Datline – Seattle, Washington
Well, as I am in travel diary mode again and as I am not writing from the UK, it’s pretty obvious that plans have changed. The tour group cancelled the London trip on Wednesday morning, to absolutely no one’s surprise given the omicron numbers coming out of the UK and the Johnson government’s decision to finally begin taking some public health measures before the National Health Service collapsed under the weight. Omicron may be less virulent then delta and vaccines may be well distributed, but the ferocious speed with which it moves through a population means that the absolute number in need of aggressive care at any one time is easily more than most modern health systems can handle. The trip is actually technically ‘postponed’ until later in the new year when hopefully omicron will be less of an issue. We’re looking at late Feburary/early March but a lot will depend on the unknowable machinations of Covid-19 and its intersection with human foibles.
With the UK off the table, I bought a last minute ticket to Seattle for Christmas weekend as a surprise for my family. I know two airplanes and three airports isn’t the wisest of ideas in these days of omicron omnipresence but I’m good in my distancing and hygiene and masking and so fingers and toes crossed. Given all of the headlines regarding canceled flights and travel mayhem due to large numbers of flight crew being laid low and in quarantine, my trip was remarkably smooth and without incident. I spent this evening with my father. The family gathers tomorrow. We’ve all been vaccinated and boosted but I’m still going to keep a measured distance at dinner and mask up when not eating. There was a promise of snow for Christmas here in Seattle, but it has not materialized. All we’ve been subject to is a dreary cold drizzle which is much more a Seattle Christmas than snow. I’m returning to Birmingham on Monday and still have the week off that was supposed to be spent in the UK. I’ll do something with it and have a few ideas. What ends up happening will depend on omicron, weather, and a few other things.
Christmas is a somewhat melancholy time for me these days. It didn’t used to be. Steve and I had our Christmas traditions including choosing just the right tree, decorating it with the ornaments his mother had made in the 50s and 60s, a movie and dinner out on Christmas day. In later years, after my training was over and I had more control over my schedule, we would usually zoom up I-5 from Sacramento to Seattle to spend time with the family. Tommy and I had a different set of traditions built around the Birmingham performing arts community – one or both of us singing the Messiah for the Alabama Symphony, putting together the children’s holiday pageant for church, his getting dozens of wigs ready for Red Mountain Theater’s holiday spectacular, and getting the house and food ready for out traditional open house the Sunday after Christmas. By the time New Year’s came around, we were usually both exhausted.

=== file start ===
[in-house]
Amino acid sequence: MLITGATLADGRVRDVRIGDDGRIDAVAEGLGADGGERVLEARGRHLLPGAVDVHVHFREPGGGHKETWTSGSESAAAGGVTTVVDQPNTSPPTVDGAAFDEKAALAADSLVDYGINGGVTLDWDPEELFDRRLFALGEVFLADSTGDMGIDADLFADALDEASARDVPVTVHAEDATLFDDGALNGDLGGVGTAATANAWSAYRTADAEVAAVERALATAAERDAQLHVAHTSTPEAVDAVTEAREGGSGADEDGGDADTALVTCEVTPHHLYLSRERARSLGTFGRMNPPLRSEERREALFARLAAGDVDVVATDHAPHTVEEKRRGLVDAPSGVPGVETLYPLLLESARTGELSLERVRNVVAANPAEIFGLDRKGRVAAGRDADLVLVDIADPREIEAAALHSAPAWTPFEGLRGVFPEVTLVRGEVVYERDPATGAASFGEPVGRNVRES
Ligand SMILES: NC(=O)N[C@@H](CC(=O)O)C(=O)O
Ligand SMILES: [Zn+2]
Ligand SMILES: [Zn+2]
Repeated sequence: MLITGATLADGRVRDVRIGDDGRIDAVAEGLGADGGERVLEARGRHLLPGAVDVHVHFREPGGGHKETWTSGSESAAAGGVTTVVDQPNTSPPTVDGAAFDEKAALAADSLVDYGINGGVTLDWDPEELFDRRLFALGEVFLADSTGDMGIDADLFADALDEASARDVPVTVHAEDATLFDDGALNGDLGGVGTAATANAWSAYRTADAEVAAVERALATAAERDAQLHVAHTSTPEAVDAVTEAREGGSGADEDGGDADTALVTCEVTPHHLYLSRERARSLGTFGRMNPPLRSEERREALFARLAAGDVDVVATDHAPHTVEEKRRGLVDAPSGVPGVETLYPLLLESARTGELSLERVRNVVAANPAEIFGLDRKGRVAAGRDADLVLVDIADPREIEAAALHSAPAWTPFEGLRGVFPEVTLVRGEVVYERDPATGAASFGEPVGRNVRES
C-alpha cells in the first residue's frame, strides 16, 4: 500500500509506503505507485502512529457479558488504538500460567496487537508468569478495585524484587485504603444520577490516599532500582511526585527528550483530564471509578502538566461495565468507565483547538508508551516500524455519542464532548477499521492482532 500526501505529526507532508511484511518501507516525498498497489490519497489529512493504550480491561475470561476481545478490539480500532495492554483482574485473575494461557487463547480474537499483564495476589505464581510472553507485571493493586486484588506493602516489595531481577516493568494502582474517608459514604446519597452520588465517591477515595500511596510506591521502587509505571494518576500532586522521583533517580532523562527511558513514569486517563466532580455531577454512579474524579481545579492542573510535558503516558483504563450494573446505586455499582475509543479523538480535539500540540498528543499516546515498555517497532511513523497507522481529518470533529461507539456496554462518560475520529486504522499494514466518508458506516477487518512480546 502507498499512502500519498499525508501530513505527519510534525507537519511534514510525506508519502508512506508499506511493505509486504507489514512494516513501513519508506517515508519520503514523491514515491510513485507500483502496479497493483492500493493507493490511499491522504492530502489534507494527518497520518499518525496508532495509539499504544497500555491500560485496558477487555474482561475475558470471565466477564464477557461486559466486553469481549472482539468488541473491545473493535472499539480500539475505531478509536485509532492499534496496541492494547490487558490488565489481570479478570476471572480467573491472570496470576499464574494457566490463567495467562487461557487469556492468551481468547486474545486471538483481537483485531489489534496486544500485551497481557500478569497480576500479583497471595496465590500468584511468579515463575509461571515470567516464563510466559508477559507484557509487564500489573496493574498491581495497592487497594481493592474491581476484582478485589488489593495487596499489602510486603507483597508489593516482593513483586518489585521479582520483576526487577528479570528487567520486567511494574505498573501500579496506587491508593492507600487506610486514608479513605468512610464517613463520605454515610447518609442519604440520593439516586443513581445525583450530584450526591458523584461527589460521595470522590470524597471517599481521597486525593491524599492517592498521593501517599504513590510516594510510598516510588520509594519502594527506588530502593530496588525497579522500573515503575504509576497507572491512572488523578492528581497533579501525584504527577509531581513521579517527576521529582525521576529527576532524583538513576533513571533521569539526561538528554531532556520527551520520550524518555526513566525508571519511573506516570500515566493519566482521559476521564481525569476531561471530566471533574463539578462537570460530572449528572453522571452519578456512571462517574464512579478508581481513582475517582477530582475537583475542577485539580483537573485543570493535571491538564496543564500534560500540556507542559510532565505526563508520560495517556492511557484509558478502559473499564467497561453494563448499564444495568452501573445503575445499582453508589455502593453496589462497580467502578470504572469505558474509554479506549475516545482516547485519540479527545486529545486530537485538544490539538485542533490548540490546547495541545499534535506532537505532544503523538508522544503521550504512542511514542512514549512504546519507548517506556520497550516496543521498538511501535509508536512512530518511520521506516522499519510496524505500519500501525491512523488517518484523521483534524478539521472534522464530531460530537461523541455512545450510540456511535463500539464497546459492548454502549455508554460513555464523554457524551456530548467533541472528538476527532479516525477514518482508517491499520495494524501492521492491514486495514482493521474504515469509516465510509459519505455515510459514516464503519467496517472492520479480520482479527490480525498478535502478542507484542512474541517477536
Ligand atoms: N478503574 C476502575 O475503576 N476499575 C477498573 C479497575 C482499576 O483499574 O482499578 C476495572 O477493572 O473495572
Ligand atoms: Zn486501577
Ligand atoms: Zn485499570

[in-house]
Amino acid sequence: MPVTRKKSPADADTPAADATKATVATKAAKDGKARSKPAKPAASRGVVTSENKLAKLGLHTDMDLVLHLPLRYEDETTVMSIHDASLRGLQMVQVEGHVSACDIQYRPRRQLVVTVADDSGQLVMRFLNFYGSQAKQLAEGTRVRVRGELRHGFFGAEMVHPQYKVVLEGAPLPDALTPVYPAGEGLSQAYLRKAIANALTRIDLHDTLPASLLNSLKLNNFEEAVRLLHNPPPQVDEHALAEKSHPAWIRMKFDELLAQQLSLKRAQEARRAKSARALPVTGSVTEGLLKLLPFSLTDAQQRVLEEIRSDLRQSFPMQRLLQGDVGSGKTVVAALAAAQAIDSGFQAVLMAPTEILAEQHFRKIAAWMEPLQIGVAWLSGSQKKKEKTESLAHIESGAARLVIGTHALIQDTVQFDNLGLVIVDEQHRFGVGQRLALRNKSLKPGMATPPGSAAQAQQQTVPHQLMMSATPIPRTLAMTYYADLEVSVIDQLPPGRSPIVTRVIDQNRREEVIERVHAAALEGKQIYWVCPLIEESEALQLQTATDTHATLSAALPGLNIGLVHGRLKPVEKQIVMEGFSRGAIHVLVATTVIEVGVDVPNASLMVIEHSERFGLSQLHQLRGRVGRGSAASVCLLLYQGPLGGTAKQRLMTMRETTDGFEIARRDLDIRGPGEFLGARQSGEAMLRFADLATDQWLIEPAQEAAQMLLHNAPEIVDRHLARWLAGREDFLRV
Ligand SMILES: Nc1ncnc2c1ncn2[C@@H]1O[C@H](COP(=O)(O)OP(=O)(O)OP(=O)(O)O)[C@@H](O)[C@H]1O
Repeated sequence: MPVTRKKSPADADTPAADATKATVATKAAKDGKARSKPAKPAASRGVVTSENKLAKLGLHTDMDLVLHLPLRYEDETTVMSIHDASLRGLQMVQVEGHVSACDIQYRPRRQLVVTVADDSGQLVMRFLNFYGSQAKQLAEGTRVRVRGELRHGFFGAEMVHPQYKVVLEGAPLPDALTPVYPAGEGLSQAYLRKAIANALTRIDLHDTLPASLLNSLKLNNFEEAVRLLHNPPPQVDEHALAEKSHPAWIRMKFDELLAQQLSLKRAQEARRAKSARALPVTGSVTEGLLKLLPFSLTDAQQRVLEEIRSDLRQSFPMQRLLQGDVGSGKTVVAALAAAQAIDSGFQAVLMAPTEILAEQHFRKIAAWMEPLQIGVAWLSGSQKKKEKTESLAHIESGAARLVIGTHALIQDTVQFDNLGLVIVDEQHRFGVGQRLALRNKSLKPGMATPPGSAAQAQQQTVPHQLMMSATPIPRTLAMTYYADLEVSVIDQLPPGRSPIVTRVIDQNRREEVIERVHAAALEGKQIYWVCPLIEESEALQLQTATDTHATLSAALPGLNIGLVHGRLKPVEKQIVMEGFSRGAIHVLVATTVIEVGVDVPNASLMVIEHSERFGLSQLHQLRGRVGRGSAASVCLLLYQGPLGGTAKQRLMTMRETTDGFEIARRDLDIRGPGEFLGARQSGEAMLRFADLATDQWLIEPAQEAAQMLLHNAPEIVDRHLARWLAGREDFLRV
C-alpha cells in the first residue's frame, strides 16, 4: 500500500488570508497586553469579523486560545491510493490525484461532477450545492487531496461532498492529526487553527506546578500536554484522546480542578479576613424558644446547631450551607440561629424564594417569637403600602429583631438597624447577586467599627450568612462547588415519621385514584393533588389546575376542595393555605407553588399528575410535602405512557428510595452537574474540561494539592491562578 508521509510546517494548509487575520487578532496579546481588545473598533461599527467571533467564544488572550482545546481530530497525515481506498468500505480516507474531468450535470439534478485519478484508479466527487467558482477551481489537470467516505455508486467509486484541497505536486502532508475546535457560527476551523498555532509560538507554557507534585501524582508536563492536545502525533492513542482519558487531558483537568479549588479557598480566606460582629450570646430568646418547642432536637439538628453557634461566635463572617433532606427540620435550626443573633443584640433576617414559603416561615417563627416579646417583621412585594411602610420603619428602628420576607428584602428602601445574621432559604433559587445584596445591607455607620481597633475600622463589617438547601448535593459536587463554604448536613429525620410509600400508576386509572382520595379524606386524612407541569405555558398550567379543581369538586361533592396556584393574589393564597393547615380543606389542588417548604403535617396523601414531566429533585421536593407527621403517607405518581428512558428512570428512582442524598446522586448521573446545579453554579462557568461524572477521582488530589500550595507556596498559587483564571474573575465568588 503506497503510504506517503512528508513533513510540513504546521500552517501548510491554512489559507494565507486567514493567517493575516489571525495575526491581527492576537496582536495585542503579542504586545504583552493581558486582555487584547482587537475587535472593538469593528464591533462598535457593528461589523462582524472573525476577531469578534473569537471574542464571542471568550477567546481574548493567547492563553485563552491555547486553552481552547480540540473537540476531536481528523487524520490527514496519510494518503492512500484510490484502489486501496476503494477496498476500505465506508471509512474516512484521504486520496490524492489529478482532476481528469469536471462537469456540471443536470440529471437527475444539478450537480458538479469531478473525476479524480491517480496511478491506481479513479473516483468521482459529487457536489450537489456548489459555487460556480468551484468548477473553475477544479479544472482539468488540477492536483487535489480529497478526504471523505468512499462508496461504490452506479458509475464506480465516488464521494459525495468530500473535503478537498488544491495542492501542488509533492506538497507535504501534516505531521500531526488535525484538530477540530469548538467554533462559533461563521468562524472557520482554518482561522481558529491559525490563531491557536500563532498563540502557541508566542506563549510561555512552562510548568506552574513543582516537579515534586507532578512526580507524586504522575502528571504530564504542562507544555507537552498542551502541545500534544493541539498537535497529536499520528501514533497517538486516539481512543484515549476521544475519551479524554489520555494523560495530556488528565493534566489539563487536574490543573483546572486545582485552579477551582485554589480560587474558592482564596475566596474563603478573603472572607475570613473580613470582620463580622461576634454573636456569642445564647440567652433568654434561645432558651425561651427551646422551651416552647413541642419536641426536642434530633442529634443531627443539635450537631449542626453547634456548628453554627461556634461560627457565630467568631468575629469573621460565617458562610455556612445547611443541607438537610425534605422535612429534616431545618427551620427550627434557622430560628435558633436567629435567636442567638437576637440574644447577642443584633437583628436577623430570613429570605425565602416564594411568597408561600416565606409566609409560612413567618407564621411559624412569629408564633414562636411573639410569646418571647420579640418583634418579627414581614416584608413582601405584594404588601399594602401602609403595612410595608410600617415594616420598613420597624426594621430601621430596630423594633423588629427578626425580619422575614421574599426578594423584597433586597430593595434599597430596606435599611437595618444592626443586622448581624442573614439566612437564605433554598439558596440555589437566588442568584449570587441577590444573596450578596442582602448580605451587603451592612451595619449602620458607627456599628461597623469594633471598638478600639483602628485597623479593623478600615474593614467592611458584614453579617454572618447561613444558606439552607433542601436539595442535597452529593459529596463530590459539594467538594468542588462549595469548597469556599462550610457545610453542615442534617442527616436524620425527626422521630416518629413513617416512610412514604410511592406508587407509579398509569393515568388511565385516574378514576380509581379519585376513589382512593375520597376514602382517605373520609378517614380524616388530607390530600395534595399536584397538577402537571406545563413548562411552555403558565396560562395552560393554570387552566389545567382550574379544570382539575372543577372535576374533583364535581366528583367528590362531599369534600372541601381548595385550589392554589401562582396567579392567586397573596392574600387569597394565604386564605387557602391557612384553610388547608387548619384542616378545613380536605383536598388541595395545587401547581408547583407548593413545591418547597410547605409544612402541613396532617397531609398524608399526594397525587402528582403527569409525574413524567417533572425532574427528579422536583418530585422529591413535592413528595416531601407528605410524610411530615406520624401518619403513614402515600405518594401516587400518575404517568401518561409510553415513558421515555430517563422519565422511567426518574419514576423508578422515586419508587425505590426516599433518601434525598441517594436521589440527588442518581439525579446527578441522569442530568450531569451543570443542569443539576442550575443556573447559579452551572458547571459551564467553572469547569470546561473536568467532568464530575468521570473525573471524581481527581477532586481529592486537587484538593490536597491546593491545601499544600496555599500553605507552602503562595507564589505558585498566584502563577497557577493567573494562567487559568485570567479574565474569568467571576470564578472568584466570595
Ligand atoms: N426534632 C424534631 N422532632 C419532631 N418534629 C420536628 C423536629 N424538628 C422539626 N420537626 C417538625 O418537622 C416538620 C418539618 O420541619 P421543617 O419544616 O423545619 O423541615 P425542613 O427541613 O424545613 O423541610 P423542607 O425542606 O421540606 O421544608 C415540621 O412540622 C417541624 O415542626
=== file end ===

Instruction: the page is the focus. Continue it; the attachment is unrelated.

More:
I haven’t had a normal Christmas since Tommy died. That first year, I couldn’t face the season at all and ran about as far away as I could, spending the holidays in Thailand. I figured physical and cultural distance would help tide me through. I was right. The next year, I was in Birmingham, but I did very little and couldn’t even be bothered to put up a tree. Last year was Covid Christmas and pretty much everything was cancelled. I had lots of time on my hands so I actually did a bunch of holiday things including putting all six of my Christmas trees up and baking and having a little too much spiked cider. Of course, there wasn’t much of anyone around to share it with. This year, I did a holiday show with the Reindeer Monologues but haven’t done much else. I didn’t put up any trees as I wasn’t planning on being around most of the holiday week. There’s always next year. Maybe I’ll take some time off just to do the twelve days of Christmas and figure out a new way to have a holiday open house in a new home and without Tommy in the kitchen for days using every pot in the house and then some.
I’ve noted that something has shifted in me over the last two years. I don’t know if it’s age (I will be sixty in a few months…. how the hell did that happen?), residual grief, or a certain amount of change caused by unrelenting pandemic related stress. This past fall, as delta waned and before omicron reared up, I returned to my usual pre-pandemic pace: 50+ hour work week, a show in rehearsal and performance and another one teed up, a number of professional projects of varying kinds, some writing projects. In 2017, I could have knocked it all out of the park with both hands tied behind my back. In 2021, I feel like I’m barely keeping my head above water at times and I am going to have to be more judicious in how I schedule my three careers so as not to overload myself. I’m just feeling physically and spiritually tired in ways that I am not used to. Perhaps it’s been the lack of things that renew my juices due to all of the Covid cancellations of the last few years.
It would be nice if I could say that it was a quiet and still Christmas Eve with a blanket of new fallen snow and a time to reflect on how the entire celebration – this weird amalgam of Jul, Christianity, and Solstice – is a metaphor for hope, something we all could use more of these days. But, alas, outside of my window is continued drizzle with the distant hum of traffic on Interstate 5. But even so, a joyous Christmas Eve to all of you. Hold your loved ones tight and continue to hope. It’s the one thing we always have, even in the darkest times. Just call me Pandora…